Poem 56 Editing

This poem, like many from that time, are non-fiction poems, as it were. 

I am sure that these are a form of poetry that has already gotten going, but I wanted to draw some attention to it. The oiece as a whole was a little personal. Often I am wary of calling these poems. For me, the act of editing these is a hard undertaking so often they stay the way that they are for a long time. This one was a little over a few years old. There is nothing harder than taking apart the truth about an event. 

When it comes time to taking these apart remember a few key thoughts. 
1. Changing the content of the poem does not change the moment, so make the poem as independently interesting as the moment that inspired it. 
2. Edit in the lense. Like a photographer sharing the world of their photograph, include just enough to tell a story but not too much to distract from the point. 
3. There should probably be a point. Or some kind or relativity that makes telling the story meaningful. 
4. Don’t be fooled, this doesn’t mean there needs to be a moral or a meaning, just a pivotal place to make a mark. 
5. When that mark is made offer some truth that can be universally appreciated. 
In this case, the moment, freed of all the emotional crap and heartache came down to several returned letters, and as a metaphor to the feelings we had of miscommunication and misdirection warned us of a truer ache, that we were unsure of where we were going and therefore had no idea of how to get there in one piece. 
That is the story I brought to the table here. After a little time reality came to the surface, just as we always hope it will. 
TAKEAWAY
This poem, a moment in time pulled from true circumstances of a real life, benefits from being liberated from the grubby realness of sadness and angst, and instead finds a strong center in a simple lack of knowing the trajectory. Take this thought to your own work and see if you can file away some of that singularity for a universal effect. With a personal non-fiction poem we are not so worried about remembering the tangible, since it is in fact a true event, but instead want to transcend the plain-ness of raw emotion in favor of something shiny and metalic.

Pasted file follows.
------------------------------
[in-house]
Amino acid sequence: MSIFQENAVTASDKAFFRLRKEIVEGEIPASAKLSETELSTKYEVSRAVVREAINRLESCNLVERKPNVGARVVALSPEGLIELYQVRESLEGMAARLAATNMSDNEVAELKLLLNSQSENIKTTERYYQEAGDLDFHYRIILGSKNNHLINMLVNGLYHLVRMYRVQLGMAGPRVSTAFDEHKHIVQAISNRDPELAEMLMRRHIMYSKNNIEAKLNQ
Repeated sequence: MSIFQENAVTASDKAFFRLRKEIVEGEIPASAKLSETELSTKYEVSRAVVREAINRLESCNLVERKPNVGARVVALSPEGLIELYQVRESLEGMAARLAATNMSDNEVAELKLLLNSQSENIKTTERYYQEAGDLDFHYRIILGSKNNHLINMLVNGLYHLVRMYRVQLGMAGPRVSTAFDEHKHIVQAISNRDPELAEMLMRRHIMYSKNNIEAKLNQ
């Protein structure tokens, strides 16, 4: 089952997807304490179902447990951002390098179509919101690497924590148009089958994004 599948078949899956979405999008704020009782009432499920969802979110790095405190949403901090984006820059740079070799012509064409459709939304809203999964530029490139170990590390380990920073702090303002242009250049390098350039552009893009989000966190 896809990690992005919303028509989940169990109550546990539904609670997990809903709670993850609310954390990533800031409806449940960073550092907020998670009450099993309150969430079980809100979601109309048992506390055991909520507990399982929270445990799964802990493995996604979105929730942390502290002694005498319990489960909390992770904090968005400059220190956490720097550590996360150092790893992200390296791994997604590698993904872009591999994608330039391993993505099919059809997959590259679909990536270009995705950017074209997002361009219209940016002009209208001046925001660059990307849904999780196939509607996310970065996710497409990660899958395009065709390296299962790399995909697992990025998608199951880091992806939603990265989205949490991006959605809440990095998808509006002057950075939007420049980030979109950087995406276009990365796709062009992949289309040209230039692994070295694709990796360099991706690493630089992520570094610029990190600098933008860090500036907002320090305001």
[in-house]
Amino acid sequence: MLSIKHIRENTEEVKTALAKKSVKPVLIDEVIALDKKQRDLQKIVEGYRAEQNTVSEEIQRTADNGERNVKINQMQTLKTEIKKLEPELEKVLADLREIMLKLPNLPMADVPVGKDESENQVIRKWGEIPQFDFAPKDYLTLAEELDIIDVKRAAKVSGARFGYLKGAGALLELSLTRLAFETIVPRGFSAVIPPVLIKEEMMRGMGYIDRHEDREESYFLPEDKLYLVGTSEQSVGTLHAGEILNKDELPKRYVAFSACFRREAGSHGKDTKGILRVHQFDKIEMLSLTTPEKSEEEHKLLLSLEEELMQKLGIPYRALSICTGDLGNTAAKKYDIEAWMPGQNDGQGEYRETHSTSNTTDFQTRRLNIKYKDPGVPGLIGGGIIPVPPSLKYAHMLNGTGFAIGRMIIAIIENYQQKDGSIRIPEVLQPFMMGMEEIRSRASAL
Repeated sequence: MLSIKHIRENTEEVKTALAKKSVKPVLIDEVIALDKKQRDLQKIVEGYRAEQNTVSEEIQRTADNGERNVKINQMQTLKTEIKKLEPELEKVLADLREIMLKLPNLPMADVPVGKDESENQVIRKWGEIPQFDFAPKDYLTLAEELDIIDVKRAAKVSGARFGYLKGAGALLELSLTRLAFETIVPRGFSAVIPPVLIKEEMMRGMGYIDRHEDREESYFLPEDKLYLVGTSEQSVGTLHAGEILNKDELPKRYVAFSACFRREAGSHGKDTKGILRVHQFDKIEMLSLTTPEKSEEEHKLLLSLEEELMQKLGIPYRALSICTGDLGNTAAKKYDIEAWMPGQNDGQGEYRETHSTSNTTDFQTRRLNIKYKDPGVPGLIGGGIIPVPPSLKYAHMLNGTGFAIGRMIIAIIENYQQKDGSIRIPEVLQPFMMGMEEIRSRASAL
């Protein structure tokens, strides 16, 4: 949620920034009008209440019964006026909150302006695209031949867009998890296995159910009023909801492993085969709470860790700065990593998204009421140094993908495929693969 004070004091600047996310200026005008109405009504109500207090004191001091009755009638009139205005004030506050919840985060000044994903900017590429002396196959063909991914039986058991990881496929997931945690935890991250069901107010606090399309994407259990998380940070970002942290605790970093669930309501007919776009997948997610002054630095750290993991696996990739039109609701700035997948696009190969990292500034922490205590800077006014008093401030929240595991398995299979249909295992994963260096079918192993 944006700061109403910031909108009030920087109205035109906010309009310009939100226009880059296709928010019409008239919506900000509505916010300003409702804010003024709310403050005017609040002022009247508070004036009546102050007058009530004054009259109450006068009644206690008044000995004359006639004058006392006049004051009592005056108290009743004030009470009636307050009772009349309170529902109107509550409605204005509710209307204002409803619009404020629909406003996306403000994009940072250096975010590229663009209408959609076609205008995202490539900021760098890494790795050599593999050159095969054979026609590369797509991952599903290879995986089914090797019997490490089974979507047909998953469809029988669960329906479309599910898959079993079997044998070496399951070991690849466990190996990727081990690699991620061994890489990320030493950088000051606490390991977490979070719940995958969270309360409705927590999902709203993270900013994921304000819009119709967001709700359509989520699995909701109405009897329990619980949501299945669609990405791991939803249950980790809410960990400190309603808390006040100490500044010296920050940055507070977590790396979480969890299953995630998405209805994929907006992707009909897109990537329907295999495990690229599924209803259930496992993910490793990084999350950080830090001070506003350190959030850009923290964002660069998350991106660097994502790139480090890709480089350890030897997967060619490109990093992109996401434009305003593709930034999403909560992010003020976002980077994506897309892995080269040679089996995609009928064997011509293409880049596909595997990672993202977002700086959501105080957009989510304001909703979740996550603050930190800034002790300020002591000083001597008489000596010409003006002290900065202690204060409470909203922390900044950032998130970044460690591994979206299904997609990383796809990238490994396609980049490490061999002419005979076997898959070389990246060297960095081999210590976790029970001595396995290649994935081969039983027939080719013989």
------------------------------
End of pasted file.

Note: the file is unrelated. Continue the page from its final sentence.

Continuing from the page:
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Poetry Selection for MFA

Dear Friends,

Sorry to have been so missing lately, there were a few things on my list unchecked apart from the impending holiday. I want to share with you the collection I sent in for my MFA application, the climax of the small editing project I undertook here. Of course I will be finishing the edits on the final twenty poems so you can see what it looks like to pick apart some more edited pieces. After that I will talk about what kinds of things to look for when arranging chapbooks and other quirks of piecing together groupings for publication. Then we can all go on a merry journey of self publication, if you would be so inclined.

Though that is a little ways off (maybe a few months) I want you to all be here for each step so you can understand all the processes and hopefully appreciate the product a little more.

So, here is the collection, enjoy! Below are a few comments about why these were chosen, the collection was titles [For Skeptics] because of the tendancy to simplify the magnificent and laude the mundaine.

I love this poem for many reasons. I began and ended the collection with some relatively new ones to ground my style and establish a baseline for some of the more mature pieces. It was a risk, as I prefer to have more time with poems. This is a first draft (relatively) and the effect is still a little raw, however, it acts as a statement of purpose as a poet and a collection, so it was an easy first choice.